Coronavirus Cases and Context

Since the beginning of this all, I’ve consistently been frustrated with the way the media has presented numbers. Here’s a typical chart the media will often present with a headline of “Cases Continue to Rise”, or worse, “Spread Continues to Increase.” 

It looks scary. It is scary. It is real numbers. 

But it’s neglecting some very relevant context. Let’s look at total confirmed cases vs. total tests administered.

The two charts tell much different stories, don’t they? The increase of identified tests is directly related to the increase in testing. 

Cuomo, in his daily press briefings, warned numerous times that as Coronavirus testing ramped up, so would the number of identified cases. He wasn’t the only one who warned this. Yet, the media never shows cases against tests.

But even these two graphs only show cumulative numbers. We’re looking for trends in daily increases, so breaking down daily new confirmed cases against daily new tests give us a better sense of how quickly either metric is growing. 


Above compares daily identified new cases, against negative tests, as their respective shares of that days total tests given. 

Daily new cases are growing, but not as quickly as daily new tests (the trend lines for each metric continue to separate.) What we’re looking for is a decline, and these numbers don’t tell us when we’ll see that. But it does give more context and clearly shows that the daily identified cases is being driven (in part) by increase in testing. 

As of now, NY State accounts for over 20% of total tests performed in the US, and over 40% of the total confirmed cases in the US. Over 30% of the tests given in NY are coming back positive, versus 8% in the rest of the country. I’ve always wondered why the positive percentages aren’t higher across the country AND NY…because they were limiting testing to when most needed. Nevertheless, NY’s numbers, in comparison, look much worse across the board.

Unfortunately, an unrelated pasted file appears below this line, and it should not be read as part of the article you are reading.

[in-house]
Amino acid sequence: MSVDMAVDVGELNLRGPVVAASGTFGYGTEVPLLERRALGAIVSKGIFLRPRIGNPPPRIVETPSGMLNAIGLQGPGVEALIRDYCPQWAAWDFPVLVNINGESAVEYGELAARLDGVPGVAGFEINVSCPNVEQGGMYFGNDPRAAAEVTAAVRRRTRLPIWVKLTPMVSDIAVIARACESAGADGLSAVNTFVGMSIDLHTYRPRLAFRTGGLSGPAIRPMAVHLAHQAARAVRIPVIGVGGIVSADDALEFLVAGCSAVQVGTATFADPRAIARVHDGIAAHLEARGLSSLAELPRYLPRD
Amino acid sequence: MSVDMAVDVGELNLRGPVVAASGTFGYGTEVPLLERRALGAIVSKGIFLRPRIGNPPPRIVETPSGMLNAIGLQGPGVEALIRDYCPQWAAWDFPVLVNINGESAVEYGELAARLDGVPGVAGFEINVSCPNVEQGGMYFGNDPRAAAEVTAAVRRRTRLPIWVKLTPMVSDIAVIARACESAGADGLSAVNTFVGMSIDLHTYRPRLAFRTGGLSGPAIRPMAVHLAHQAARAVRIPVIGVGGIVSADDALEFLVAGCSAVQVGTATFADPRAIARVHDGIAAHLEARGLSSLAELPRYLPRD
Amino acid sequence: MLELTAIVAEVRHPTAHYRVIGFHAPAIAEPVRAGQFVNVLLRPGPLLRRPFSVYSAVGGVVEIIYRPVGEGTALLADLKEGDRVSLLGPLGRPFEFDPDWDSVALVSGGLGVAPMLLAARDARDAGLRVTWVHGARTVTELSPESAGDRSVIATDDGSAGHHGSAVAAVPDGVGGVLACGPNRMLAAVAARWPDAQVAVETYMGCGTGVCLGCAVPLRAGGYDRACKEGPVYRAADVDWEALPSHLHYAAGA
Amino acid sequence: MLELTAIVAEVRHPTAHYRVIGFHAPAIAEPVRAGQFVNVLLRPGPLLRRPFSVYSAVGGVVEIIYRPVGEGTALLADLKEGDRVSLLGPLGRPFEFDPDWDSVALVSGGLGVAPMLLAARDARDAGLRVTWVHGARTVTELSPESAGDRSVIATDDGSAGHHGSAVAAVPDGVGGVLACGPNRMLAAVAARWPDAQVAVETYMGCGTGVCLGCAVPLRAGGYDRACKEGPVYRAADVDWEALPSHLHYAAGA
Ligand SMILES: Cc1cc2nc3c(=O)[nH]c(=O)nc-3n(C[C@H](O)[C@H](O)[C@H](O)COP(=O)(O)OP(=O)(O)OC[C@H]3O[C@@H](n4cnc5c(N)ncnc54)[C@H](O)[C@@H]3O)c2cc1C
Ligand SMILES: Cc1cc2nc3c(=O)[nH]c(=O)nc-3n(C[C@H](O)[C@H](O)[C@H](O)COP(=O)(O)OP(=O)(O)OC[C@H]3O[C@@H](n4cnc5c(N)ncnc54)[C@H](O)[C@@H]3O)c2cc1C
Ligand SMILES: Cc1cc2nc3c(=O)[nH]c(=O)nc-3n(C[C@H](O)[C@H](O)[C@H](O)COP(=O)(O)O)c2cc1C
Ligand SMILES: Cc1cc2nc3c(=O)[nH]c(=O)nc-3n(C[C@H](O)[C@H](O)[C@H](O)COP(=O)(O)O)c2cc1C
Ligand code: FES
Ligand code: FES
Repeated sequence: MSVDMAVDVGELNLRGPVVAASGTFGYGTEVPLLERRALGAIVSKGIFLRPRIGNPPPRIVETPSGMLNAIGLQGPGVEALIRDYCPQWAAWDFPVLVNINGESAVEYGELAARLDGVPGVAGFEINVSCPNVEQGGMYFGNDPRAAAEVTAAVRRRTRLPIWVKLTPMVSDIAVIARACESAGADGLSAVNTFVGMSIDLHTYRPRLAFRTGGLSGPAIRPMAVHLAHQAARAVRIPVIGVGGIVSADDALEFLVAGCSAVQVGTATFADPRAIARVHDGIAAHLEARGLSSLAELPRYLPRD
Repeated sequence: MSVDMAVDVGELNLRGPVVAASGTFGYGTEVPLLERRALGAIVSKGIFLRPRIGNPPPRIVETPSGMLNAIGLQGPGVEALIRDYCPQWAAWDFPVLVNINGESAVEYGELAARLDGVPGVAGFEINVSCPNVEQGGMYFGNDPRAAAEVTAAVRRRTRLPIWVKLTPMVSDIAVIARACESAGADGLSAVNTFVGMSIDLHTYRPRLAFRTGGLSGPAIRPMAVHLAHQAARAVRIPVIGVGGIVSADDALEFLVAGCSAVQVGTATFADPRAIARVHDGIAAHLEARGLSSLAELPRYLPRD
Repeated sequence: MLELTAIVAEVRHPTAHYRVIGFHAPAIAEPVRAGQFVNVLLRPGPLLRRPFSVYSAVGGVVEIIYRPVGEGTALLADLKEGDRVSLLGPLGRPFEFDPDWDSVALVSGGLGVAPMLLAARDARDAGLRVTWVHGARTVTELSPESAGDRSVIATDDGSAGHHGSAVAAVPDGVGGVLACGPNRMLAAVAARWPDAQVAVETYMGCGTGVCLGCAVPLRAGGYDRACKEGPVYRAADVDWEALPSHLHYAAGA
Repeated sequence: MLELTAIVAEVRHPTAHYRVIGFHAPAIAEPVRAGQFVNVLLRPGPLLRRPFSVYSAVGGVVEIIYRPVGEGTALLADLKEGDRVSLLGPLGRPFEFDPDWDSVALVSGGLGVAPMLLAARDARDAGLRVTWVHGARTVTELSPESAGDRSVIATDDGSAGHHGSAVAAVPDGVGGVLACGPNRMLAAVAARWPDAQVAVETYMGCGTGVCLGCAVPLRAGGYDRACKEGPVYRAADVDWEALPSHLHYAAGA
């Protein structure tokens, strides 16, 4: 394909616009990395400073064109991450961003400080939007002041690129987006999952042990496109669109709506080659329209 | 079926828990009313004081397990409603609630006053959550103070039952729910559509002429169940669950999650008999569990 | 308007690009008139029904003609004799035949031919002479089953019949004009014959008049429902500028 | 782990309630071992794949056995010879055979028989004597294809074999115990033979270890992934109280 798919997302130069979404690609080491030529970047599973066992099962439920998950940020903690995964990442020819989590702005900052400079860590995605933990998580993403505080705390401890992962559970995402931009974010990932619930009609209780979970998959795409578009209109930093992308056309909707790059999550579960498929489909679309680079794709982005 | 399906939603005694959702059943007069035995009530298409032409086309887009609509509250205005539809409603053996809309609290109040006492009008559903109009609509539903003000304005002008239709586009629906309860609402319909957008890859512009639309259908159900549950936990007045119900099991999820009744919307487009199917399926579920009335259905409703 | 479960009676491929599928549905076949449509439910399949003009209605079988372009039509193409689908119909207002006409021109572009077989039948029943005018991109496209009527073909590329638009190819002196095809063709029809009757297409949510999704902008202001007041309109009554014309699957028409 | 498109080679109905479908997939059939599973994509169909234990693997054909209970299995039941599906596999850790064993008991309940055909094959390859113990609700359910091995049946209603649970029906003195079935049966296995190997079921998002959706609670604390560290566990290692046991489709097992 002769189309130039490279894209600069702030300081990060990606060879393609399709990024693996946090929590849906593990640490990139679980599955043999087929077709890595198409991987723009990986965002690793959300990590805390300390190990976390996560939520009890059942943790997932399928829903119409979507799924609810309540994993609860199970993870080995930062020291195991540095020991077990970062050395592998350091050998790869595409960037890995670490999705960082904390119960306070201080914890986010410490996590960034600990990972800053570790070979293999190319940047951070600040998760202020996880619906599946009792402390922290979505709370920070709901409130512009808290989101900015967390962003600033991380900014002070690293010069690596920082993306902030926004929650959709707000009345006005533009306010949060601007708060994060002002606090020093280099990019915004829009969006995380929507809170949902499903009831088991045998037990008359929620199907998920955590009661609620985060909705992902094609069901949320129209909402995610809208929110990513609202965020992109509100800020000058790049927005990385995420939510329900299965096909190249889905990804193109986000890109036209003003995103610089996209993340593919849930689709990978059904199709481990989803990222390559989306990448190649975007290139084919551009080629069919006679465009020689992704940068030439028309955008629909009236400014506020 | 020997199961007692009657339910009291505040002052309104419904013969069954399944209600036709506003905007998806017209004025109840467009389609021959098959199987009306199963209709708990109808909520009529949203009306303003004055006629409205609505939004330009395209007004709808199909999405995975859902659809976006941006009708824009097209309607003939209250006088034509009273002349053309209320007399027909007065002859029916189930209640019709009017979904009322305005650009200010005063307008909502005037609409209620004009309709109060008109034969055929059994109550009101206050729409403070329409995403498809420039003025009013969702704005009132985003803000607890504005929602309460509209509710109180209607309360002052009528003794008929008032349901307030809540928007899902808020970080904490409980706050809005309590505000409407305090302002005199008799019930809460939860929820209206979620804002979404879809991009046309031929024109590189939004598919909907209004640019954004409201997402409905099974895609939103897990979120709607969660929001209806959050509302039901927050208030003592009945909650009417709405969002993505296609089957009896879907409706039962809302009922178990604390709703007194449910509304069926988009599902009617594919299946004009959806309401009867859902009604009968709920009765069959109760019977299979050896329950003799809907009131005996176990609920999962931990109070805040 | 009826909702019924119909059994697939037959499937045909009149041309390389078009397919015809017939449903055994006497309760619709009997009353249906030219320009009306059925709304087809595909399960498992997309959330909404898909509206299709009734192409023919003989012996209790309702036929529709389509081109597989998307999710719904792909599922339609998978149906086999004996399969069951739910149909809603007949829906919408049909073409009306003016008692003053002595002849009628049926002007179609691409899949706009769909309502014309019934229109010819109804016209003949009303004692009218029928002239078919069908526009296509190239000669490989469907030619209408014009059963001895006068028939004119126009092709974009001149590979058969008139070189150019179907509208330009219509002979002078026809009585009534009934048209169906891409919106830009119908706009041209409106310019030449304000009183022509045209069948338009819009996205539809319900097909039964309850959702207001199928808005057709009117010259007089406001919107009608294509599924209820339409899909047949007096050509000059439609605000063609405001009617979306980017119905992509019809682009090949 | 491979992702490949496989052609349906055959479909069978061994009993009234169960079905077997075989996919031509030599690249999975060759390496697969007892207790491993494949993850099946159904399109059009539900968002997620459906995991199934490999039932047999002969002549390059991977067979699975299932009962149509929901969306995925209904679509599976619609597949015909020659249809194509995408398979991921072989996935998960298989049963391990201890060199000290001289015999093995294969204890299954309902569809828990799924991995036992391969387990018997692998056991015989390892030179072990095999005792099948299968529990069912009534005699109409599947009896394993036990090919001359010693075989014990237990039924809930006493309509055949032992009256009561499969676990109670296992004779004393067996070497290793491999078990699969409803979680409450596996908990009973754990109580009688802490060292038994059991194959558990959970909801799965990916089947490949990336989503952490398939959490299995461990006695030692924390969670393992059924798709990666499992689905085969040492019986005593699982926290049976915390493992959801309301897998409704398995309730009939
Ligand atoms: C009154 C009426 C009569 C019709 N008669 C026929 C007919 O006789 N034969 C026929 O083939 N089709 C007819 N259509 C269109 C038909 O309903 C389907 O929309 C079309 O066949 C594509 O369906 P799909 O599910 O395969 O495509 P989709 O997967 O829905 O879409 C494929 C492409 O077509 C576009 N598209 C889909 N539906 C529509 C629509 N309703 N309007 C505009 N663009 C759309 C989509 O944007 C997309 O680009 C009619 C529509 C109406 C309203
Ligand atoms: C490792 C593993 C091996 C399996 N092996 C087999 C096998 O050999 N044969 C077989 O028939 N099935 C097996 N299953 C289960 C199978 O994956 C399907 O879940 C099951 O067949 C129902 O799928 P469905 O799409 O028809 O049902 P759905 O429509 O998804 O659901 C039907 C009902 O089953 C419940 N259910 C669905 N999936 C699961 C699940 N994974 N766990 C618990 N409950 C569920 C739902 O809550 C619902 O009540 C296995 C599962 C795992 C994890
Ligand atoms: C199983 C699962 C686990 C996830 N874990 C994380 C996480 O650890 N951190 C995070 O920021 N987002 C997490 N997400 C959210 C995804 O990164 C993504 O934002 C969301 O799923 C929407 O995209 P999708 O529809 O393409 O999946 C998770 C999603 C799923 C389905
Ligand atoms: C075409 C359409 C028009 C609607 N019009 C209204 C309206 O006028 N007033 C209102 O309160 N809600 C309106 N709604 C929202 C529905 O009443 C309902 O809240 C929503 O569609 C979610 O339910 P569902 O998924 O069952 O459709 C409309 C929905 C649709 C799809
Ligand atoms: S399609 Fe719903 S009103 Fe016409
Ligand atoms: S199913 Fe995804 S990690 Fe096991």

We’re looking for the peak of the curve, a curve who’s beginning and breadth we don’t know (NY has still only tested 5% of it’s population.) We’re looking for a slowing in daily new case increase, or even better…a decline in number of daily new cases. But that number has a direct relationship to the number of new tests we’re giving every day too, so to neglect that data point is a bit disingenuous.

Of course new cases is being used as an indicator of growth, or spread, of the disease. That’s what we’re trying to fight with distancing and isolating ourselves. The disease has an average 5 day incubation period, and an average 7 days between onset of symptoms. So even when we get past the peak of daily cases, daily hospitalization rate could continue to increase for 12 days. The strain on the hospital system is the big fear. So watching those rates is important too. Unfortunately, NY has only been published hospitalizations for the past week or so…


Because these numbers trail case increases by 12 days (in theory), these trends should mirror trends in daily case increases from 12 days prior (not accounting for changes in demographics infected – age, underlying health conditions). 

These are also numbers to keep a close eye on, more on that in another post…